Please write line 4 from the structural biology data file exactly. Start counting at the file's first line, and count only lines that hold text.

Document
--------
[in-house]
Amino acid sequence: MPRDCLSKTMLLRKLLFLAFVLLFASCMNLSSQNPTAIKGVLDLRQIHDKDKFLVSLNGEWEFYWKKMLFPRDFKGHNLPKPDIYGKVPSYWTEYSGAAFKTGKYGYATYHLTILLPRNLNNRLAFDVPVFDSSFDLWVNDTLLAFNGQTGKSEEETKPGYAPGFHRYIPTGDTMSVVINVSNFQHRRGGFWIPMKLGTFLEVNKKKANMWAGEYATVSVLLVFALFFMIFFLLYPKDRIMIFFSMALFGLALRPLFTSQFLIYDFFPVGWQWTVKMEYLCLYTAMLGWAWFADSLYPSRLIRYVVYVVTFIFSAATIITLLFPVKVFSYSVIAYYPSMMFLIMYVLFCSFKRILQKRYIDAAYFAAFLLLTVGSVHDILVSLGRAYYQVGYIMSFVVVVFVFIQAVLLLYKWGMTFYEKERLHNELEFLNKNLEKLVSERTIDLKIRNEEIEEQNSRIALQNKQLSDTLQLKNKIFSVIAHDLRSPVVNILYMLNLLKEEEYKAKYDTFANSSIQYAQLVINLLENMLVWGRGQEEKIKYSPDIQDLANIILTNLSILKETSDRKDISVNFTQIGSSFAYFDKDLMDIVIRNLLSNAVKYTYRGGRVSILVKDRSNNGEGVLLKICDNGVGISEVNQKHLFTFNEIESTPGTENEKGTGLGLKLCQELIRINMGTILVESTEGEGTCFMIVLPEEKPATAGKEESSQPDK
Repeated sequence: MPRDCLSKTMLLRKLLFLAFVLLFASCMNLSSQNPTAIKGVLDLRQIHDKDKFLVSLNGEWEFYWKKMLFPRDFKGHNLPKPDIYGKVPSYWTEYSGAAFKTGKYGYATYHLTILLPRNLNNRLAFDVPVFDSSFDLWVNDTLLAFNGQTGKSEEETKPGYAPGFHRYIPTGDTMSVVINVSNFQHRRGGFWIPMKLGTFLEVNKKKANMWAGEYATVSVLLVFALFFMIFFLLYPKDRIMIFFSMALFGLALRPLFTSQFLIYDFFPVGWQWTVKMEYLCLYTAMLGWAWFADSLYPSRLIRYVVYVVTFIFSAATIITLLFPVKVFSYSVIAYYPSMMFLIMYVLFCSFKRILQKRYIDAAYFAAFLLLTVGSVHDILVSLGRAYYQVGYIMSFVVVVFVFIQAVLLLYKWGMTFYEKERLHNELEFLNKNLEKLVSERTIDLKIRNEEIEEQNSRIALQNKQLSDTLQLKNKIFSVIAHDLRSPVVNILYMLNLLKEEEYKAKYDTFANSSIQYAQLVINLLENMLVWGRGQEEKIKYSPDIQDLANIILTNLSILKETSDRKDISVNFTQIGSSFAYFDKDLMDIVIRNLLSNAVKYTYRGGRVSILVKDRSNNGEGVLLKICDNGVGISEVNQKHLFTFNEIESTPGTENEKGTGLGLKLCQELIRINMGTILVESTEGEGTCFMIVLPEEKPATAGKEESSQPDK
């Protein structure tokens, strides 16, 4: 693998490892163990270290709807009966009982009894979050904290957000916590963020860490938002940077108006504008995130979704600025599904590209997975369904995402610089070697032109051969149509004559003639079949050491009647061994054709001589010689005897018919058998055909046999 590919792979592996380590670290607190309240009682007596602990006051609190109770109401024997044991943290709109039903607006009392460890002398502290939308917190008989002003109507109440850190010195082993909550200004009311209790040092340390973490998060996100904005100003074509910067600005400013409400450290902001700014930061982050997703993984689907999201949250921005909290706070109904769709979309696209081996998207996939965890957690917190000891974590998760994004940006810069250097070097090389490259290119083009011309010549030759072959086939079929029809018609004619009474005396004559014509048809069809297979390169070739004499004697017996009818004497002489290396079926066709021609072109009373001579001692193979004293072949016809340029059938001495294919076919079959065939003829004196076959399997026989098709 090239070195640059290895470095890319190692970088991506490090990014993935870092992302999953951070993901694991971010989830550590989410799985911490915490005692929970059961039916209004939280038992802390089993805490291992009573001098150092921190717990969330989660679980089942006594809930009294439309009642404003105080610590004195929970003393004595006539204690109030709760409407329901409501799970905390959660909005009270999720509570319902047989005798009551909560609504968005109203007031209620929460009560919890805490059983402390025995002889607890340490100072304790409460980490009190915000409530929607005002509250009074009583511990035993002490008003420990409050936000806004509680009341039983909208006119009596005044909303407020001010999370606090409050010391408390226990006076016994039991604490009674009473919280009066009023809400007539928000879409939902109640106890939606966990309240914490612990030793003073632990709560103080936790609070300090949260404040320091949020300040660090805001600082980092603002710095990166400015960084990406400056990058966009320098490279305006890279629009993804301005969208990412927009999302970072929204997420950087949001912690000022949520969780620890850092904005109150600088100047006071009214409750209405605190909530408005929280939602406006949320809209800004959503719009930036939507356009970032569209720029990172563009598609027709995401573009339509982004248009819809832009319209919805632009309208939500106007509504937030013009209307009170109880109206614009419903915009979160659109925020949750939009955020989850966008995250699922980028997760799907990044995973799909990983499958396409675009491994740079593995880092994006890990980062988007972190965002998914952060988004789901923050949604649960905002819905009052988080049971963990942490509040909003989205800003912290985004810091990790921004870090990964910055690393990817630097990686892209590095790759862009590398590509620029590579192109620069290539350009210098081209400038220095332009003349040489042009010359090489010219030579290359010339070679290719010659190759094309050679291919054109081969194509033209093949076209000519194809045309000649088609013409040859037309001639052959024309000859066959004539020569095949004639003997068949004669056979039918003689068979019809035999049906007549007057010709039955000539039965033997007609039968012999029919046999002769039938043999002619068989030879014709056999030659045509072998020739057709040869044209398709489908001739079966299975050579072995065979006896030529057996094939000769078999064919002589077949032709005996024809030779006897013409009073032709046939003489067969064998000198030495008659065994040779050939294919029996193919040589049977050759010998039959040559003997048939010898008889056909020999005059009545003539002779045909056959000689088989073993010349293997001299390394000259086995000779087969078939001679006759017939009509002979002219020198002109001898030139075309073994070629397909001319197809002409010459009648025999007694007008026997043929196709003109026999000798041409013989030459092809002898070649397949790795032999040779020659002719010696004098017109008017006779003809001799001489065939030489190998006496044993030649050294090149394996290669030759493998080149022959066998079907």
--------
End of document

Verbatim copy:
């Protein structure tokens, strides 16, 4: 693998490892163990270290709807009966009982009894979050904290957000916590963020860490938002940077108006504008995130979704600025599904590209997975369904995402610089070697032109051969149509004559003639079949050491009647061994054709001589010689005897018919058998055909046999 590919792979592996380590670290607190309240009682007596602990006051609190109770109401024997044991943290709109039903607006009392460890002398502290939308917190008989002003109507109440850190010195082993909550200004009311209790040092340390973490998060996100904005100003074509910067600005400013409400450290902001700014930061982050997703993984689907999201949250921005909290706070109904769709979309696209081996998207996939965890957690917190000891974590998760994004940006810069250097070097090389490259290119083009011309010549030759072959086939079929029809018609004619009474005396004559014509048809069809297979390169070739004499004697017996009818004497002489290396079926066709021609072109009373001579001692193979004293072949016809340029059938001495294919076919079959065939003829004196076959399997026989098709 090239070195640059290895470095890319190692970088991506490090990014993935870092992302999953951070993901694991971010989830550590989410799985911490915490005692929970059961039916209004939280038992802390089993805490291992009573001098150092921190717990969330989660679980089942006594809930009294439309009642404003105080610590004195929970003393004595006539204690109030709760409407329901409501799970905390959660909005009270999720509570319902047989005798009551909560609504968005109203007031209620929460009560919890805490059983402390025995002889607890340490100072304790409460980490009190915000409530929607005002509250009074009583511990035993002490008003420990409050936000806004509680009341039983909208006119009596005044909303407020001010999370606090409050010391408390226990006076016994039991604490009674009473919280009066009023809400007539928000879409939902109640106890939606966990309240914490612990030793003073632990709560103080936790609070300090949260404040320091949020300040660090805001600082980092603002710095990166400015960084990406400056990058966009320098490279305006890279629009993804301005969208990412927009999302970072929204997420950087949001912690000022949520969780620890850092904005109150600088100047006071009214409750209405605190909530408005929280939602406006949320809209800004959503719009930036939507356009970032569209720029990172563009598609027709995401573009339509982004248009819809832009319209919805632009309208939500106007509504937030013009209307009170109880109206614009419903915009979160659109925020949750939009955020989850966008995250699922980028997760799907990044995973799909990983499958396409675009491994740079593995880092994006890990980062988007972190965002998914952060988004789901923050949604649960905002819905009052988080049971963990942490509040909003989205800003912290985004810091990790921004870090990964910055690393990817630097990686892209590095790759862009590398590509620029590579192109620069290539350009210098081209400038220095332009003349040489042009010359090489010219030579290359010339070679290719010659190759094309050679291919054109081969194509033209093949076209000519194809045309000649088609013409040859037309001639052959024309000859066959004539020569095949004639003997068949004669056979039918003689068979019809035999049906007549007057010709039955000539039965033997007609039968012999029919046999002769039938043999002619068989030879014709056999030659045509072998020739057709040869044209398709489908001739079966299975050579072995065979006896030529057996094939000769078999064919002589077949032709005996024809030779006897013409009073032709046939003489067969064998000198030495008659065994040779050939294919029996193919040589049977050759010998039959040559003997048939010898008889056909020999005059009545003539002779045909056959000689088989073993010349293997001299390394000259086995000779087969078939001679006759017939009509002979002219020198002109001898030139075309073994070629397909001319197809002409010459009648025999007694007008026997043929196709003109026999000798041409013989030459092809002898070649397949790795032999040779020659002719010696004098017109008017006779003809001799001489065939030489190998006496044993030649050294090149394996290669030759493998080149022959066998079907």